What is Baseline Testing?
Baseline testing is a test that measures how well your brain functions. Many tests measure only the cognitive function of your brain. We at The Concussion Place (TCP) measure how well your brain functions in all areas including in cognitive, balance & equilibrium, vision, motor skills and internal body communication.
Why is Baseline Testing so Important?
Comparing post-injury test results to baseline test results can assist health care professionals in identifying the effects of the injury and planning an effective rehabilitation program and making more informed return to school and play decisions.
What makes The Concussion Place Baseline Test Unique?
- It is Comprehensive, Full Spectrum and Dynamic.
Dynamic – Effective action and/or motion
- Cannot be sandbagged like traditional, self administered cognitive only tests.
Sandbagged baseline: where the athlete purposefully scores lower on initial baseline test so that when he/she re-takes the test in event of suspected concussion, score won’t look so bad. Many pro-athletes have admitted to sandbagging.
- Doctor and Medical Assistant Administered.
- Includes neurologic exam to assess the nervous system, vision screening, balance & equilibrium, comprehensive health history and concussion history and more.
Nervous System – Responsible for control of body and communication of its parts. Consists of:
- Spinal cord
- Sensory organs
- All the nerves that connect these organs with the rest of the body
The comprehensive baseline test can also lead to performance enhancement as it will highlight areas of existing weakness that can be corrected and/or improved upon.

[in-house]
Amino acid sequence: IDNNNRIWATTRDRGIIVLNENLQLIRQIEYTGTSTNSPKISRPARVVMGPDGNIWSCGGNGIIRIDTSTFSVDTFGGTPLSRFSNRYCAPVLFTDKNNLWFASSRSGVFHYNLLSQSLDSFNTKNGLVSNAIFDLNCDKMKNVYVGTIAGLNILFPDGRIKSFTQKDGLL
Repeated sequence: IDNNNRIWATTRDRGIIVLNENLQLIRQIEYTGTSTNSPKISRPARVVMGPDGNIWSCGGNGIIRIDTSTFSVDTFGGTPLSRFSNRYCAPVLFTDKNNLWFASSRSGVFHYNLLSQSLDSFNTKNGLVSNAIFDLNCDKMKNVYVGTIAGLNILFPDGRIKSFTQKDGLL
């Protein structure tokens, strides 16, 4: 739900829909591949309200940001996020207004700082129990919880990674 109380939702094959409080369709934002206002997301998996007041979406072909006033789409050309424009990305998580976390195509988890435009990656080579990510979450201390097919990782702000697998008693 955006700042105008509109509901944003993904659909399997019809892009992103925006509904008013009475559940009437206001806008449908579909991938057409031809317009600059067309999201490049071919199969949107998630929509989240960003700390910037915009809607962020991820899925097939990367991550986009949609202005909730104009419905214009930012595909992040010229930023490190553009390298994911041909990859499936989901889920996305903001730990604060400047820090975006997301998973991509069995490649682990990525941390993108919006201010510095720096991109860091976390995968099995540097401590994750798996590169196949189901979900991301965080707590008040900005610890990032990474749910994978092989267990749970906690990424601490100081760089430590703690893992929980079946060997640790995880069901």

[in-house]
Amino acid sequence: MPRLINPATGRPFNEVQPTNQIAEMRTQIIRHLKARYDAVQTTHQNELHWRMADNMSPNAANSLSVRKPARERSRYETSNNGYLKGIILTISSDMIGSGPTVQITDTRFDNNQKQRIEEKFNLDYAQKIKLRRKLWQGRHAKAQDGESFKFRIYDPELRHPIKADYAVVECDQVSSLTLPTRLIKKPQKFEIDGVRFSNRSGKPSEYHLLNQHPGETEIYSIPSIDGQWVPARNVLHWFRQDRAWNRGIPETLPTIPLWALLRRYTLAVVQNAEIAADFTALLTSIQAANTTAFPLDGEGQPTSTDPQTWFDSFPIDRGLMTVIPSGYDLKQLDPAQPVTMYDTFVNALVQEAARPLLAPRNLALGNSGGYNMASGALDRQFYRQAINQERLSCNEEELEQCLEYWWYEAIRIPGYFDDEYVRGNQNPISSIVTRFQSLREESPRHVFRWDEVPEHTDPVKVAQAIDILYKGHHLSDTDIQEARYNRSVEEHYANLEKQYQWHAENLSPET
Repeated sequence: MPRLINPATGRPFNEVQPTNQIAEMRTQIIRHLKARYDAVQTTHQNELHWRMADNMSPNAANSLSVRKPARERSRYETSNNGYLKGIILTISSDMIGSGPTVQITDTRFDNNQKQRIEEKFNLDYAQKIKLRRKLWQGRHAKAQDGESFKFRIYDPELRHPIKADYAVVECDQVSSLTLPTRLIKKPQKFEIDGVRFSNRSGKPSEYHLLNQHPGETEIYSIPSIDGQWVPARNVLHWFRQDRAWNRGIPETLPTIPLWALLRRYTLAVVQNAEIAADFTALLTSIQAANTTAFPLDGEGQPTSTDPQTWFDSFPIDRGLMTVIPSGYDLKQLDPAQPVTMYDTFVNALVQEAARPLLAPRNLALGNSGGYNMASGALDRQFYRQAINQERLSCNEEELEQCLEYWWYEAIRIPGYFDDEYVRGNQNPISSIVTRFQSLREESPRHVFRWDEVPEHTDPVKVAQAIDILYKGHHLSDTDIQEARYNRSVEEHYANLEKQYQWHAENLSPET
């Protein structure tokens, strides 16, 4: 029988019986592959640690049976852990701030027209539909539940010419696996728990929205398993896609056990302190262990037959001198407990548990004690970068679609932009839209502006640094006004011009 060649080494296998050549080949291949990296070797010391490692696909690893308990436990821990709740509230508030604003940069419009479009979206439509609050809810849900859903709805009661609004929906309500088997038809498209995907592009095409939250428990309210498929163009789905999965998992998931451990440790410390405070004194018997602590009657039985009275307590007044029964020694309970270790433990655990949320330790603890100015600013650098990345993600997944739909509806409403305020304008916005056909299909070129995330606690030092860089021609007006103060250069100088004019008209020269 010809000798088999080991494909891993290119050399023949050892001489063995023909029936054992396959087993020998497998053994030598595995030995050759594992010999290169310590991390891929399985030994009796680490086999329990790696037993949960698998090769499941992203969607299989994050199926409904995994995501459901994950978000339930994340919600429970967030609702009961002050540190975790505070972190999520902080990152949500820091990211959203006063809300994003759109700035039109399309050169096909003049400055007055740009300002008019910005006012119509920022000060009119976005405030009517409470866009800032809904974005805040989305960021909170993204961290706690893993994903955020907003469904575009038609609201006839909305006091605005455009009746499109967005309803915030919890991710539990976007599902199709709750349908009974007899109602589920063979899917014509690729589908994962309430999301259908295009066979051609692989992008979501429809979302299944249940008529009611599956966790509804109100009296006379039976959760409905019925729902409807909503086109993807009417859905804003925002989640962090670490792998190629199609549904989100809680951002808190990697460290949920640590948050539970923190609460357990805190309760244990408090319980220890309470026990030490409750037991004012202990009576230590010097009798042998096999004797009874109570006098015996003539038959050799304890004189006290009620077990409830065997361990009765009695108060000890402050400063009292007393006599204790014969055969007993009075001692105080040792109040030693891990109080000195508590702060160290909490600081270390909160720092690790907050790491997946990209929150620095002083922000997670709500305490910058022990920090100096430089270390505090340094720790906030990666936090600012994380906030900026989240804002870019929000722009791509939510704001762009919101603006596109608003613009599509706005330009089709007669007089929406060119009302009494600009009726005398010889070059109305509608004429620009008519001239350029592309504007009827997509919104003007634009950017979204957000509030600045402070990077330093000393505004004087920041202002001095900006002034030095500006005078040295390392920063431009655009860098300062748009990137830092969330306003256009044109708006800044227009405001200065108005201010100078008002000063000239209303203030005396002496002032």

This testing and assessment process is 40 minutes to 1-hour & valued at $650. Because Dr. Gulla is committed to ensuring all our Colorado Springs and Colorado Springs Area Athletes are properly and efficiently baseline tested, he is offering the complete, Dynamic Baseline Testing and Assessment 82% off for only $120! Many colleges and professional sports are moving toward mandatory Concussion Baseline Testing. What an investment to get this done NOW! It’s more then sports, it’s care for your loved ones who love sports.
What Are Common Symptoms of A Concussion?
Signs Observed By Others
- Appears dazed or stunned
- Is confused about assignment or position
- Forgets an instruction
- Is unsure of game, score or opponent
- Moves Clumsily
- Answers questions slowly
- Loses consciousness (even briefly)
Symptoms Reported By Person w/ Concussion
- Headache or “pressure” in head
- Nausea or vomiting
- Balance Problems or dizziness
- Double or blurry vision
- Sensitivity to light
- Sensitivity to noise
- Feeling sluggish, hazy, foggy or groggy
When Should I Go To The Emergency Room?
When the individual with suspected concussion exhibits one or more of the following danger signs:
- One pupil larger than the other
- Is drowsy or cannot be awakened
- A headache that gets worse
- Weakness, numbness or decreased coordination
- Repeated vomiting or nausea
- Slurred speech
- Convulsions or seizures
- Cannot recognize people or places
- Becomes increasingly confused, restless or agitated
Please go to the Emergency Room if you suspect an individual has a concussion. For more information, please go to our Concussion Symptoms page.
When Can I Seek Treatment For My Concussion?
As long as you do NOT exhibit one or more of the above danger signs, you may seek care from a Functional Neurologist immediately. To facilitate an excellent recovery, we will first customize a plan for appropriate rest and appropriate nutrition for your brain.
Then, from a treatment perspective, we offer “physical therapy” for your brain. Our goal is to identify the weak areas of brain function so we can create a plan to rehabilitate the associated injuries. If the injury or disease has occurred in the balance and equilibrium centers, we initiate a vestibular therapy plan. If in the visual centers, we begin a vision therapy plan. If memory, cognition, or emotions are the problem, we specifically design a plan to create stability in those specific areas of brain.